You only get one head - make sure you look after yours!
Rule 49 of the Highway Code states:
Safety Equipment: Children under the age of 14 MUST wear a helmet which complies with the Regulations. It MUST be fastened securely. Other riders should also follow this advice. (LAW H (PHYR)R)
There are a wide variety of riding hats and helmets available, all of which have been designed to ensure that the wearer is as comfortable as possible while also being protected to the recognised safety standards. Riding hats are designed to be as effective as possible to help minimise the possible head injuries involved with horse riding, but in keeping with any safety equipment, no riding hat can be guaranteed to protect every rider in all circumstances.
It is essential that the hat chosen fits the head that is to wear it, and as every head is a different shape, it may take quite some time for riders to find the perfect hat for them. But also important is that the hat must be fastened at all times when the rider is mounted on their horse. It is much the best option to go to a reputable tack shop and get someone who has had BETA training in hat fitting, to fit the hat to your head – and never be tempted to buy a second hand hat; it is impossible see with the naked eye if it has been damaged.
The current BHS recognised standards are:
PAS 015; ASTM F1163; BSEN 1384; EN1384 and SNELL E2001
Download BETA's Guide to Riding Hats to find out more
With care, a good hat will last several years. Do not be tempted to leave your hat in direct sunlight – the shelf in the back of your car is definitely not a place to keep it! Let it dry naturally if it gets wet and don’t be tempted to put it on the radiator. Don’t drop it, or kick it around the floor. Each time it receives any impact, some of the protective properties will be used up and just when you want them to keep you safe, you will find that they may no longer be there!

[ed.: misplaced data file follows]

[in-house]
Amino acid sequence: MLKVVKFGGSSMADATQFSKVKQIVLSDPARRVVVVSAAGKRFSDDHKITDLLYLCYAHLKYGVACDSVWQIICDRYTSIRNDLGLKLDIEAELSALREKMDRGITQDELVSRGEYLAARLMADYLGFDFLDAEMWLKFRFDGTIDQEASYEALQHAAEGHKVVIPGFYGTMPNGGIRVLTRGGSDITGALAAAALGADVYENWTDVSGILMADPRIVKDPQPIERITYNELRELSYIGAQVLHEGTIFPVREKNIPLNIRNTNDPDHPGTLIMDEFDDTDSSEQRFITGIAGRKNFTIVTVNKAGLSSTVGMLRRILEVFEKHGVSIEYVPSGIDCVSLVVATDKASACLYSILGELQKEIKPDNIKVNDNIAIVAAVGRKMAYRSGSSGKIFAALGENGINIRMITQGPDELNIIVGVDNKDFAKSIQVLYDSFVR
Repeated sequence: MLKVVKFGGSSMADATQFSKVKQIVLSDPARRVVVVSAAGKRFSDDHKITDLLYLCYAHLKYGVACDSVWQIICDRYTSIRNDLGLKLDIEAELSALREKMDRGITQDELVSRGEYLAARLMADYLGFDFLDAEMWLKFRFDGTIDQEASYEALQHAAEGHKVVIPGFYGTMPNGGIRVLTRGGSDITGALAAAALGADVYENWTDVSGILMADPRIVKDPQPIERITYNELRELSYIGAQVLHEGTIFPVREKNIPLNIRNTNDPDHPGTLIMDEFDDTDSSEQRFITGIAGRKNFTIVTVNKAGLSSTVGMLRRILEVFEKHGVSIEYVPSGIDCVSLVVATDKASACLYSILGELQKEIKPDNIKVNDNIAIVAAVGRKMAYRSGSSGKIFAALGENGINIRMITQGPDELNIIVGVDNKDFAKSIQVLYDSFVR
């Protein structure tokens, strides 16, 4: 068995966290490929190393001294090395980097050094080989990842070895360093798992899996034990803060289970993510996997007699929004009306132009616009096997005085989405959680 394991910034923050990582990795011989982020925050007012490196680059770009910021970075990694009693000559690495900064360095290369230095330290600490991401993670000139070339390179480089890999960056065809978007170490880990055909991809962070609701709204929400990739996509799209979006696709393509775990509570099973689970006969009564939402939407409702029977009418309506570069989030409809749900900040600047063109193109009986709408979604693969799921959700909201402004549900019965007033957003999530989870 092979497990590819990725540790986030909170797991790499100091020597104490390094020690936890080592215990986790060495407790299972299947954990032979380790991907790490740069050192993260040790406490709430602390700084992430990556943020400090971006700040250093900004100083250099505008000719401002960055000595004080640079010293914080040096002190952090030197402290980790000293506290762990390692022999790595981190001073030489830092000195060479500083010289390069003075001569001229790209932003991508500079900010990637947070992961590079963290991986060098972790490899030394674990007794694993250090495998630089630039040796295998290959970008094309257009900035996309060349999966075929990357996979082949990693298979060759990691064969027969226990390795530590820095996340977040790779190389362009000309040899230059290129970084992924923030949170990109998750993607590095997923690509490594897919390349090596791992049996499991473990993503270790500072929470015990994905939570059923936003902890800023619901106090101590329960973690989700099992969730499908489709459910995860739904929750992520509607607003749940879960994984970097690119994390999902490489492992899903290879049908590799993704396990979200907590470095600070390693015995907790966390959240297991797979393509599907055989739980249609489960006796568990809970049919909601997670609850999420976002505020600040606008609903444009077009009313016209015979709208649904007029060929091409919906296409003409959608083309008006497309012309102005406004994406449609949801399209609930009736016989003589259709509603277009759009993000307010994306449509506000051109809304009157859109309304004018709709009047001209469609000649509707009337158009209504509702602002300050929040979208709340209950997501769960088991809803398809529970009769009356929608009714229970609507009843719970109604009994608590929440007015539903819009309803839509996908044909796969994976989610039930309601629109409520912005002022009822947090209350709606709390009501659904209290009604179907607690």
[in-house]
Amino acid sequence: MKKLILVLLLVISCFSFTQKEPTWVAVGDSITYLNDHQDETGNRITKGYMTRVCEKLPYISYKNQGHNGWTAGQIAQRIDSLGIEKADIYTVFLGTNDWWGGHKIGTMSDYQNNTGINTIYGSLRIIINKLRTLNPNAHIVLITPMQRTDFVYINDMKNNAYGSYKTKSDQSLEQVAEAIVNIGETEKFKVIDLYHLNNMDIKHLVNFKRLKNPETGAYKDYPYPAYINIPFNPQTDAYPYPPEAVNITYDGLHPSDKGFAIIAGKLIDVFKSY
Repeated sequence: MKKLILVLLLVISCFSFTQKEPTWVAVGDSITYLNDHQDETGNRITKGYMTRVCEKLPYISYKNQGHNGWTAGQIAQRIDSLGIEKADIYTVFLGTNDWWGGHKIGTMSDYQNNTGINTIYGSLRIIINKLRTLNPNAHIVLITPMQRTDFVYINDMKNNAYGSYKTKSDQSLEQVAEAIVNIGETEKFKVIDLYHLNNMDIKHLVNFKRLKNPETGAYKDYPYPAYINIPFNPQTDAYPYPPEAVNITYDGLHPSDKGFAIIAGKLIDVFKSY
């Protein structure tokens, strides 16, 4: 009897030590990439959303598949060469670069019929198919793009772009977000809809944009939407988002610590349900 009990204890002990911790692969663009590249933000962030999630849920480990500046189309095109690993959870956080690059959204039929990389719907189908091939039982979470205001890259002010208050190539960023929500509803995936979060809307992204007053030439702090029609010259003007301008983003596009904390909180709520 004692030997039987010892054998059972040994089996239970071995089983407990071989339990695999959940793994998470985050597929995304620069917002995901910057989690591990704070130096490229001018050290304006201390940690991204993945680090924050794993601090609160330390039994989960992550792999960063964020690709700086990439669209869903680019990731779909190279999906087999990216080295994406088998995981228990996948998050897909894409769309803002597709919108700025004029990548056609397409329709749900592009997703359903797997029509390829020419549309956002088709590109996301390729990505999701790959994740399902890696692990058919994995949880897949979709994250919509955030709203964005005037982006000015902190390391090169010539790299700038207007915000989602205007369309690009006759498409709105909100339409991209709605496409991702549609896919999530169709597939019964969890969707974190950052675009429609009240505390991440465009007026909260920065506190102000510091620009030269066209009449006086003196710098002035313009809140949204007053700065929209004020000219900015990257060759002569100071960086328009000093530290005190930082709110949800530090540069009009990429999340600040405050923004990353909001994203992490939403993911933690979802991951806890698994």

Manufacturers all make hats in slightly different shapes to each other, so there is something for everyone. Whether you choose a really fancy, top of the range hat is unimportant – it should meet one of the standards above and, preferably, it should also have a quality assurance mark firmly fastened on its inner alongside the standard that the hat is tested to.
If you buy a hat that has been designed specifically for a child, you are unlikely to have VAT included in the price. Hats for children are made in all but the very largest hat sizes, as children’s heads generally stop growing when they reach around 13 years of age. This information was identified by a survey undertaken on Eton schoolboys who are required to wear formal hats, as opposed to soft caps. There are also hats on the market that are very economical to buy – but do ensure that they fit the purpose for which they are intended and they meet a recognised standard. You only have one head – keep it as safe as you can and wear a hat that is fastened each and every time you ride out.
CE Mark: All hats MUST be CE marked – that is, declaring compliance with the regulations implementing the European Community Directive 89.626EC (Statutory Instrument 1992 no: 3139). All hats to the above standards will have a CE mark firmly attached inside them.
KITEMARK BSI (British Standards Institute): The Kitemark is the registered trademark of the British Standards Institute and can only be affixed to products certified by them. Kitemark certification is voluntary and can be withdrawn at any time. It is a Quality Assurance Mark.
BSI Kitemarked hats to the European Standards will be stamped BSEN1384. When the Kitemark is displayed on the hat it:
- Gives the user visible evidence of the helmet’s quality, safety and performance as defined in the specification.
- Shows the helmets are independently and regularly batch tested by BSI to the appropriate specification.
Hats tested elsewhere in the European Union may be tested to EN1384 standard; however, they will not carry the BSI Kitemark strongly recommended by the BHS and many insurance companies.
Quality Assurance: Any standard hat with a Quality Assurance Mark (such as a BSI Kitemark or an SEI mark) can be viewed as safer than a hat to the same standard without. (Statement taken from BETA ‘What to Wear’ publication)
Competitions and events: Riders competing under the rules of an equestrian discipline, the Pony Club or British Riding Clubs should refer to their respective rule books to find which standards are acceptable under their specific rules.